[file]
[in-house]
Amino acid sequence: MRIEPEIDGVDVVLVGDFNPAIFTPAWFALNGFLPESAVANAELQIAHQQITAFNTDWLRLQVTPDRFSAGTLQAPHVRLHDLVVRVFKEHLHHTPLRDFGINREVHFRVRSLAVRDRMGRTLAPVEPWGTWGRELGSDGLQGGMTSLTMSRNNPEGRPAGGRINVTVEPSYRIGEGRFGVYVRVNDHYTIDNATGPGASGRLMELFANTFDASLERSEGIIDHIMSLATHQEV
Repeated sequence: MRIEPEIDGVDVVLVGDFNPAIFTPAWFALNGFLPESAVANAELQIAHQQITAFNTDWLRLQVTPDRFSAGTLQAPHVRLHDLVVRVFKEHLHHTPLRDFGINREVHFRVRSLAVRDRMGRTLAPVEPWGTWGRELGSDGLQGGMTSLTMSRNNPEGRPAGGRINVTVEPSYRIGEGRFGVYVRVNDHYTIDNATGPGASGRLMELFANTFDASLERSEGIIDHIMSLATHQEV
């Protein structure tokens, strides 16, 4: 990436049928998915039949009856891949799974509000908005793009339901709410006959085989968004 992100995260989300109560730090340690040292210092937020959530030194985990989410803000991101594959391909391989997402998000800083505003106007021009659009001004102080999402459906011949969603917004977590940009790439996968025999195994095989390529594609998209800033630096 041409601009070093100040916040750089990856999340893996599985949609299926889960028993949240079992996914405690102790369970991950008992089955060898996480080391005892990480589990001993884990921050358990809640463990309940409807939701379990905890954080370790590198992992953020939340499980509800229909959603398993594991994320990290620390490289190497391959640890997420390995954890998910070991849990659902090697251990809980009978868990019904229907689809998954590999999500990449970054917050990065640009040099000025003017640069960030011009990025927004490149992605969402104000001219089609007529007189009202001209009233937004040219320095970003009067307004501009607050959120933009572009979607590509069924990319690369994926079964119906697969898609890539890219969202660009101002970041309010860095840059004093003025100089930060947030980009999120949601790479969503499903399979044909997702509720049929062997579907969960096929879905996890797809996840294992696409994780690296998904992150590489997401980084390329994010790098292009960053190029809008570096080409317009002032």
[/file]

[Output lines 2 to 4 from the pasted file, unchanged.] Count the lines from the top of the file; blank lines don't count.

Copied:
Amino acid sequence: MRIEPEIDGVDVVLVGDFNPAIFTPAWFALNGFLPESAVANAELQIAHQQITAFNTDWLRLQVTPDRFSAGTLQAPHVRLHDLVVRVFKEHLHHTPLRDFGINREVHFRVRSLAVRDRMGRTLAPVEPWGTWGRELGSDGLQGGMTSLTMSRNNPEGRPAGGRINVTVEPSYRIGEGRFGVYVRVNDHYTIDNATGPGASGRLMELFANTFDASLERSEGIIDHIMSLATHQEV
Repeated sequence: MRIEPEIDGVDVVLVGDFNPAIFTPAWFALNGFLPESAVANAELQIAHQQITAFNTDWLRLQVTPDRFSAGTLQAPHVRLHDLVVRVFKEHLHHTPLRDFGINREVHFRVRSLAVRDRMGRTLAPVEPWGTWGRELGSDGLQGGMTSLTMSRNNPEGRPAGGRINVTVEPSYRIGEGRFGVYVRVNDHYTIDNATGPGASGRLMELFANTFDASLERSEGIIDHIMSLATHQEV
């Protein structure tokens, strides 16, 4: 990436049928998915039949009856891949799974509000908005793009339901709410006959085989968004 992100995260989300109560730090340690040292210092937020959530030194985990989410803000991101594959391909391989997402998000800083505003106007021009659009001004102080999402459906011949969603917004977590940009790439996968025999195994095989390529594609998209800033630096 041409601009070093100040916040750089990856999340893996599985949609299926889960028993949240079992996914405690102790369970991950008992089955060898996480080391005892990480589990001993884990921050358990809640463990309940409807939701379990905890954080370790590198992992953020939340499980509800229909959603398993594991994320990290620390490289190497391959640890997420390995954890998910070991849990659902090697251990809980009978868990019904229907689809998954590999999500990449970054917050990065640009040099000025003017640069960030011009990025927004490149992605969402104000001219089609007529007189009202001209009233937004040219320095970003009067307004501009607050959120933009572009979607590509069924990319690369994926079964119906697969898609890539890219969202660009101002970041309010860095840059004093003025100089930060947030980009999120949601790479969503499903399979044909997702509720049929062997579907969960096929879905996890797809996840294992696409994780690296998904992150590489997401980084390329994010790098292009960053190029809008570096080409317009002032």